Pam Beesly loved her family. She loved Scranton, Pennsylvania, where she’d grown up, lived, and worked her whole life. She loved the winter holidays in the eastern US, with the potential for snowfall, the cups of hot cocoa, the way that little whisps of breath made their way up from people’s faces and made her want to pull out her watercolors and paint their souls floating free.
Really, she adored December at home, and she enjoyed spending the holidays with her family.
It’s just…sometimes she couldn’t help but wish that she could be somewhere warm. Somewhere fun, and not in the “you make your own fun” way but in the actual factual fun that was already programmed in way. Somewhere like California.
So when she got an alert on their shared credit card that Roy had bought two tickets to Santa Monica (well, two tickets to LAX and a hotel for eight nights in Santa Monica), she was excited.
Finally, all those years of hinting and wishing and waiting for her fiancé to notice that she wanted something new and exciting in December had paid off. Sure, it was short notice, but she had no doubt that she could get Michael to approve vacation time (he signed pretty much anything she stuck under his nose if she timed it right, and Toby wasn’t the kind of person to make waves at someone getting out from under Michael’s thumb for a bit). And Chanukah! In Santa Monica! How romantic!
At least, it was until she mentioned it to him when he got home and he had no idea what she was talking about.
Oh, it wasn’t credit card fraud. No, he knew exactly what she was talking about regarding the flight and the hotel room. He just wasn’t planning on going with her.
“Well, Kenny had a bad breakup, and I just figured he could use a break. And he and I always meant to check out Santa Monica Pier, go on a rollercoaster, maybe ogle some girls at the beach, you know?”
No, she did not know. First of all, Kenny had had a “bad breakup” with Sandy, who he’d been dating for three weeks. Second, while she was aware that any human being with eyes could look, there was a difference between being intellectually aware that there were other women in the world besides her who were attractive and actively going searching for Californian girls to ogle, Roy. It was like Katy at the office all over again. And third, it was for the entirety of Chanukah!
“So my family’s Jewish, Roy!” Not like Chanukah was actually that much of a big deal in Jewish culture. Honestly, it was mostly a defensive holiday, both in topic and in application: a celebration of a prior refusal to assimilate (to the Hellenist Greeks under Antiochus) rolled into a modern-day refusal to do the same (to American Christianity, if not American capitalism). But still; she wanted Roy with her when they went over to Bobe and Zayde’s for latkes and she had to watch her first cousins with their wedding rings on top of their engagement rings and listen to Mom ask for the third year in a row when the actual wedding was going to happen.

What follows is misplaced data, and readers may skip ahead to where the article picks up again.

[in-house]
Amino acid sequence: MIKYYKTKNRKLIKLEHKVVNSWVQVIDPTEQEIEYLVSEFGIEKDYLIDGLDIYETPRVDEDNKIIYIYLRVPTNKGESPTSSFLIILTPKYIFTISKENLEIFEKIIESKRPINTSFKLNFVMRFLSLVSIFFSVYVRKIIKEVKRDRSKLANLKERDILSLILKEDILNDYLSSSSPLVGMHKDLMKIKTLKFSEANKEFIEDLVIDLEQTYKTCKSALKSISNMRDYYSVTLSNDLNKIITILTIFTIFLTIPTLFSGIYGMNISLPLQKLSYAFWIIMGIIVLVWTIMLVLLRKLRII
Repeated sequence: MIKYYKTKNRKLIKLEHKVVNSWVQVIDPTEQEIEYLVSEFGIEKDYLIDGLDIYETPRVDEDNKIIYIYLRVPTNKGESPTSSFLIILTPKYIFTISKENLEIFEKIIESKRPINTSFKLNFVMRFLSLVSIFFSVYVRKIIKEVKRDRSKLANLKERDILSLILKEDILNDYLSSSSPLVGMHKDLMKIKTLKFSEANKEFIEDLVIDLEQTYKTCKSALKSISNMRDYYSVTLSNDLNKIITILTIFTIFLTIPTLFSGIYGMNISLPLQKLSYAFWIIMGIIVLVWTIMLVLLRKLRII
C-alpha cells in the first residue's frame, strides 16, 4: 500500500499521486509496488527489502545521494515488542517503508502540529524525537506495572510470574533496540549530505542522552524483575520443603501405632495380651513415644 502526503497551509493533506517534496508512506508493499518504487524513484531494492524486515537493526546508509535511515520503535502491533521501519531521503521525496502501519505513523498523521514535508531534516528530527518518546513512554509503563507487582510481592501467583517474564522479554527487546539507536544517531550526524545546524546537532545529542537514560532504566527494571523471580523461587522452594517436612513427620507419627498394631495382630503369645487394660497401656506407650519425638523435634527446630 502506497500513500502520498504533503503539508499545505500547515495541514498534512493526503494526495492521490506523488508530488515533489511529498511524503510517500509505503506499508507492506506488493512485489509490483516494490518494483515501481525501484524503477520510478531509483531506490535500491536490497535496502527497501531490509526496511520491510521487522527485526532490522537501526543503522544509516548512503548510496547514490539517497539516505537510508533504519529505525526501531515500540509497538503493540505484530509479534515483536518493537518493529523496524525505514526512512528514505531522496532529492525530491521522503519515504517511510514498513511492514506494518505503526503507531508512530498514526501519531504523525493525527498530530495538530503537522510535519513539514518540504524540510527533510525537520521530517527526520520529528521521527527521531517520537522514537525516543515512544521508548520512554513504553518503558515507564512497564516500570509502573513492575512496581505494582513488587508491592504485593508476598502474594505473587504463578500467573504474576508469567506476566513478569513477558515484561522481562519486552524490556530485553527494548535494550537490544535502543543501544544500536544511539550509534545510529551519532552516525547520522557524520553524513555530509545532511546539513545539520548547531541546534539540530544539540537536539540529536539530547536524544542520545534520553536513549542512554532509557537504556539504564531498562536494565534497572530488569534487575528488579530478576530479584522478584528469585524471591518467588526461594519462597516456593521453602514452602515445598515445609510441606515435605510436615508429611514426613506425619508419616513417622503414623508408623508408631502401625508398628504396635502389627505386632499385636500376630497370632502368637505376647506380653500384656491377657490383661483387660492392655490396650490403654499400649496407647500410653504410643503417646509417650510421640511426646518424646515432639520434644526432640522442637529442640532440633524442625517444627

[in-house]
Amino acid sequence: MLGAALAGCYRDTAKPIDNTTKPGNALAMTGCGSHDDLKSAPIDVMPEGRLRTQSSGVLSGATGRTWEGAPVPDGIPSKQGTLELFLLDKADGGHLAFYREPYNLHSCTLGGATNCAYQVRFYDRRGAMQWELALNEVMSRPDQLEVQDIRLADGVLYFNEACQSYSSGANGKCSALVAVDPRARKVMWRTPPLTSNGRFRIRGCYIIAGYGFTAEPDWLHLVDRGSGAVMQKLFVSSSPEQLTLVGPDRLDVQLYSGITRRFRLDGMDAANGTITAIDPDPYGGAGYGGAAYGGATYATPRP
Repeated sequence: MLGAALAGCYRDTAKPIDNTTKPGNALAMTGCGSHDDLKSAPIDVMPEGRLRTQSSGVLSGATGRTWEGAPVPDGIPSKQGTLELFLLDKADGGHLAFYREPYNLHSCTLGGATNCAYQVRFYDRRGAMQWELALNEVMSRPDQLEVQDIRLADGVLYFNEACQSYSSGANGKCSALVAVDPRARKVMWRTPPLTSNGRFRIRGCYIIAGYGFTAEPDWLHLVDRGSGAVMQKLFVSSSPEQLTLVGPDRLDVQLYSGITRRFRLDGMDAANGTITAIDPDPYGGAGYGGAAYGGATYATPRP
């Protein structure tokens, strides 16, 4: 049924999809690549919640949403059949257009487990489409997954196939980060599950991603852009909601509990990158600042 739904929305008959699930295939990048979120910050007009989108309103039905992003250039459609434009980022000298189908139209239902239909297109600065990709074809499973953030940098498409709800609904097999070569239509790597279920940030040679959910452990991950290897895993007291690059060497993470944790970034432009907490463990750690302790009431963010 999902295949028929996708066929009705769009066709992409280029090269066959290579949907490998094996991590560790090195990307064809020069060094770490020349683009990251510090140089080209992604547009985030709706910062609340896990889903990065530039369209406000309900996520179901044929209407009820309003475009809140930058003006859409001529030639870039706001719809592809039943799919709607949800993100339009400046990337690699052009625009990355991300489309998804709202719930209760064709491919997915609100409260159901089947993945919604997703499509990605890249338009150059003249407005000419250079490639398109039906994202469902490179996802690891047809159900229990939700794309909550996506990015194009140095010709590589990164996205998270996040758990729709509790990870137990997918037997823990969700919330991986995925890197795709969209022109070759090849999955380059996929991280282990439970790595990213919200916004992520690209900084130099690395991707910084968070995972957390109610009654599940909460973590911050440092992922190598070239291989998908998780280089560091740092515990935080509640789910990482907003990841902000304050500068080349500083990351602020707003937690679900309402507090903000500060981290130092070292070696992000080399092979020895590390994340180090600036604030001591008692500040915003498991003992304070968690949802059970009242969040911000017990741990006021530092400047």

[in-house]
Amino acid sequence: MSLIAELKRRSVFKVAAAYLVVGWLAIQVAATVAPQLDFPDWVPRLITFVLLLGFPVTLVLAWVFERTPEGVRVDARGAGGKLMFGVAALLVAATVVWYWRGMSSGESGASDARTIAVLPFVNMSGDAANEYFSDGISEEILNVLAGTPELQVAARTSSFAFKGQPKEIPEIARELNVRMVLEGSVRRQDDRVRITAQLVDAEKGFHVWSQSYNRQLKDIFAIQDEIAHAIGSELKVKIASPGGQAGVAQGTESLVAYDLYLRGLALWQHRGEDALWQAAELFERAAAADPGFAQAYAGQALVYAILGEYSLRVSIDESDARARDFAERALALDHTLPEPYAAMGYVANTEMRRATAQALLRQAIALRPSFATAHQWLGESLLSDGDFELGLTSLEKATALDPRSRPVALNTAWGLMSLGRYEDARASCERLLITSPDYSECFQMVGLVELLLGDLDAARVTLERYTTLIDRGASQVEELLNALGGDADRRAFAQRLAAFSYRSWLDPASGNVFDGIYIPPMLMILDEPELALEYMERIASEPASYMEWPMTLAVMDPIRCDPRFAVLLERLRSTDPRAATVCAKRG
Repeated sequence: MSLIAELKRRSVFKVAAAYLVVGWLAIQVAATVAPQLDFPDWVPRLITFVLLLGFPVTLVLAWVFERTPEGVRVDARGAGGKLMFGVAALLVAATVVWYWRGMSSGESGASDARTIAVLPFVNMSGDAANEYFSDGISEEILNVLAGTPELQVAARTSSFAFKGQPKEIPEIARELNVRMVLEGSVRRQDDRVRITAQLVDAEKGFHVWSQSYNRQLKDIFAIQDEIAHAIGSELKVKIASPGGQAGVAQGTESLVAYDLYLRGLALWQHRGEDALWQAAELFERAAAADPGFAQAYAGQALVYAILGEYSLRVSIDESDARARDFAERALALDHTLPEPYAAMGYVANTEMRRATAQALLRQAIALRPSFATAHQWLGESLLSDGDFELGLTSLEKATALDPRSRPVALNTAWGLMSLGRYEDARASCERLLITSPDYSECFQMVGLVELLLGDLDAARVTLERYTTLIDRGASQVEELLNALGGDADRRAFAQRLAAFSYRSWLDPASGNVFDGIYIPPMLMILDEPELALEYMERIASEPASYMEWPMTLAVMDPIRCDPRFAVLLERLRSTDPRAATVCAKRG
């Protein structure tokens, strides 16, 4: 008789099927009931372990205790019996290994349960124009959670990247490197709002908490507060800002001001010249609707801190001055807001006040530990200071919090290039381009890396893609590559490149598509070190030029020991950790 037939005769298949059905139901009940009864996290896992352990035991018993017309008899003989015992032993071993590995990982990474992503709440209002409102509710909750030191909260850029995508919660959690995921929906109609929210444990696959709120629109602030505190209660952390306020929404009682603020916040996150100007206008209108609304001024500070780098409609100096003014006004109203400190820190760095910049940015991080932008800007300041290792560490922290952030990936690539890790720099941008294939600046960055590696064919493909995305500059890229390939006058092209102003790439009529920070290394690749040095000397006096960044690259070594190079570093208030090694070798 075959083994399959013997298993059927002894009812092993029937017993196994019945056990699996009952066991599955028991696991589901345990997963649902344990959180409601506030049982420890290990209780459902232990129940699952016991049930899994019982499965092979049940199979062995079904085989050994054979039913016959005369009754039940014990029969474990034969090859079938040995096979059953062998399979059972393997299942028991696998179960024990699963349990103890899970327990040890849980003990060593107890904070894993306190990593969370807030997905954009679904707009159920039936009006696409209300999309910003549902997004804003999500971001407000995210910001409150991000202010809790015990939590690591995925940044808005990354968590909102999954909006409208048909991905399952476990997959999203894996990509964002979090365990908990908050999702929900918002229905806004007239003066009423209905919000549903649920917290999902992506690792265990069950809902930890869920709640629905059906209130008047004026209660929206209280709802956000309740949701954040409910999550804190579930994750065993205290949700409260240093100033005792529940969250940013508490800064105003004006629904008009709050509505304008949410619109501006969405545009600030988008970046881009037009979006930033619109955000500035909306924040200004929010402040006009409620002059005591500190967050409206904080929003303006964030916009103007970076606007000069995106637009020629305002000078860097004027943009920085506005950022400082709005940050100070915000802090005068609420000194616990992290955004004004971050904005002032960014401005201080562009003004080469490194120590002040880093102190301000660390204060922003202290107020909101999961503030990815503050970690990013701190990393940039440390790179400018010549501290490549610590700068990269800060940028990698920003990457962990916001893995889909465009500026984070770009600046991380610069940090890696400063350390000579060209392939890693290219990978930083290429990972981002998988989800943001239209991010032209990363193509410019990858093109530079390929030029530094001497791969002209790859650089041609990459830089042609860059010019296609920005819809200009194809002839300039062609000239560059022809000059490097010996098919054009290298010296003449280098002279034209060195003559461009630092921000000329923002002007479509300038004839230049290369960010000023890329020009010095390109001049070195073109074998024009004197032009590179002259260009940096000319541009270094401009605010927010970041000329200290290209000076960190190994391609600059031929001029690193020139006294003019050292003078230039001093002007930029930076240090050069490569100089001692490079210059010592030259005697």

“Wait, what? I thought you were Presbyterian!”
“Wait…what did you think we went to at my grandparents’ house every year?”
“I don’t know, I never really thought about it!” And that was Roy in a nutshell.
She forced herself to explain for what she realized was too many times to count at this point that yes, her dad was Presbyterian and she’d grown up going to church socials and youth group and so on because it was where all her friends were anyway and her dad was on the session for a couple of years and they’d needed people to actually go to youth group events to justify the cost of the program. But her Mom was Jewish (Helene Greenbaum; her Bobe and Zayde found it in a baby book and liked it, it wasn’t a family name or anything) and that made her Jewish. They hadn’t really been big synagogue-goers or anything, but they did the basics.
Speaking of which…
“Roy, is that why you never come to the Seder when I ask you to?”
“Come on, baby, I don’t even know what Seder is.”
“It’s that big party my grandparents throw every spring.”
“Oh, the one during March Madness?”
And that was Roy in a nutshell. She loved him. She really did. But unless something was actually important to him, she could tell him a million times and it would go through one ear and out the other.
“So…you’re Jewish. And Presbyterian? But also Jewish?”
“Yes, Roy.” She didn’t even bother to mention the chuppah she’d asked his opinion about last week; then again, by now she’d mostly given up on him ever actually agreeing to plan a wedding with her.
“And why is this a problem with my trip to Santa Monica again?”
“Because you’re leaving me alone for the whole week of Chanukah! And because I thought we were going together!”
“Why would we do that?”
And then Kenny called—she was pretty sure she heard him call Sandy “Sharon” as he sobbed over the phone when Roy picked up, which either meant he’d forgotten her name already or his ‘bad breakup’ was over even less of a relationship than she’d thought—and the conversation ended before it could really begin.
And as was typical of Roy, he had absolutely no idea why she was mad at him by the next morning, to the point where he followed her up the stairs to the main office asking why she was giving him the cold shoulder.
Which was how she managed to yell “because you forgot I was Jewish” at him in front of all their coworkers at nine o’clock in the morning.